Many organisations realise the value of their data and are trying to tap into the value of being data-driven. For example, research by MIT professor Erik Brynjolfsson found companies that embrace data-driven decision making have increased output and productivity that is between 5 – 6% higher than companies who do not. Richard Joyce, Senior Analyst at Forrester stated, “For a typical Fortune 1000 company, just a 10% increase in data accessibility will result in more than $65 million additional net income.” Forrester also estimates data-driven businesses are growing at an average of more than 30% annually. 

Alan Duncan, Vice President Analyst at Gartner says that a data-driven culture “bolsters and speeds up business decision-making processes.”, and that the goal is to better serve the organisations customers.  

Most executives admit that their organisations don’t manage their information assets efficiently, which add to lost business opportunities and expenses that could be avoided.  

Areas of Influence 

According to Gartner, there are three areas of influence when you are trying to drive a data culture within your organisation: 

1. Identifying and communicating the actual value of the data 

Making a substantial change within an organisation takes a monumental effort, an effort that needs to be worth its while and understood by the business drivers of the companyData Scientists and Chief Data Officers (CDO’s) need to link data to business KPIs in order to prioritise and get the support they need from various business areas within the organisation. CDO’s can showcase internal and external data to identify ways to use existing data in innovative ways.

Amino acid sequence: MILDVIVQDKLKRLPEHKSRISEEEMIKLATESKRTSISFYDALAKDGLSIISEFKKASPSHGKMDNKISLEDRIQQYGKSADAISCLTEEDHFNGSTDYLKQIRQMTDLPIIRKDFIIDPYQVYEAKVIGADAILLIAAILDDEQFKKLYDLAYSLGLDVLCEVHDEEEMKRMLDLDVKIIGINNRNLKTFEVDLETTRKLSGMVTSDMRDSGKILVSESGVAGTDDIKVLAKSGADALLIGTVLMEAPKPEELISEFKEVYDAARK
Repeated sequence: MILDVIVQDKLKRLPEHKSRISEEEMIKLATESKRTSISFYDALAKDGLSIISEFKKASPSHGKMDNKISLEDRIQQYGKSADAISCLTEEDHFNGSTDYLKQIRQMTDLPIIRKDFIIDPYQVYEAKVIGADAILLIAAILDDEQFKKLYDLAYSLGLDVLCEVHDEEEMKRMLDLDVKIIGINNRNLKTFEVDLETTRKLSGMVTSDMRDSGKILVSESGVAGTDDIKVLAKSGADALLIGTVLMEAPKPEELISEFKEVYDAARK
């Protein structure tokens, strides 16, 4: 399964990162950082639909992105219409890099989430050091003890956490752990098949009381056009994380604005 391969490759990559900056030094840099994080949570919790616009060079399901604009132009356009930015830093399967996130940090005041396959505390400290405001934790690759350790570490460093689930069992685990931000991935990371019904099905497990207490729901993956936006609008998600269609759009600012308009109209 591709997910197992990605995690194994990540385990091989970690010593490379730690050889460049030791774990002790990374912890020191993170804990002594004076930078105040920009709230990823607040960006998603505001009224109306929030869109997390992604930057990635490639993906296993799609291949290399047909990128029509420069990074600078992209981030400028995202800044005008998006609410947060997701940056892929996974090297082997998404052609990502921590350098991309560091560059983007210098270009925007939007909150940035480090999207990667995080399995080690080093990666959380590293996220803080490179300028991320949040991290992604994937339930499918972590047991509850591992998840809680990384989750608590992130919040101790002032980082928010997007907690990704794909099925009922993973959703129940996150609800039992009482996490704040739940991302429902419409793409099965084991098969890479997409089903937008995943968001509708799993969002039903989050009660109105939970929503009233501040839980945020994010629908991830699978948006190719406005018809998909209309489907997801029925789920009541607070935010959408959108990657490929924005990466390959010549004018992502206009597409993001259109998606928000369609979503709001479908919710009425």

2. Addressing the cultural change impacts of a data-driven approach 

Changing culture is extremely difficult to do and it needs to be done from the top down with a few designated champions within the organisation that will drive the change. To establish a data-driven culture change in your organisation, engage with stakeholders to secure buy-in and ongoing support in treating data as an asset — not data as a byproduct. 

 3. Design a Data and Analytics Strategy 

Finding concrete, measurable metrics that link data and analytics initiatives to information will show business and stakeholder value. Start data and analytics initiatives with a baseline measurement of the “as-is” state and show a clear path to financial and business objective contributions. 

Which organisations are successfully data-driven? 

Discovery Bank 

In an era of waning customer loyalty and eroding product differentiation, banks have a rare opportunity to reinvent themselves again- with big data discoverywhich is what Discovery Bank decided to do. 

Discovery is using the massive amount of data that they have collected throughout the group to better understand their customers and prospects and unlock customer value and achieve profitable growth. Their entire proposition is premised on Vitality Money, which rewards clients for changing their behaviourThey do this by collecting financial data, personal information, pictures you take, information about your spouse and dependents, and use it to personalise your banking experience and help you to make ‘healthier’ financial choicesThey can use this to their advantage but will need to develop strong data analytics capabilities to truly personalise banking and meet customers’ needs. 

Easy Equities 

One of our clients, Easy Equities, has an online investment platform that breaks the stigma around buying shares and the difficulty of doing it. It allows for automated investment and advice by using software and algorithms that’s scours all the data you provide, to give you an investment portfolio suited to you and your specific goals.   

 Netflix 

Did you know that Netflix started in 1997, not a few years ago, as we maybe would have thought? Netflix started by delivering DVDs through the mail. Ten years later, they decided to jump through the gates of innovation and started a streaming service with a content library.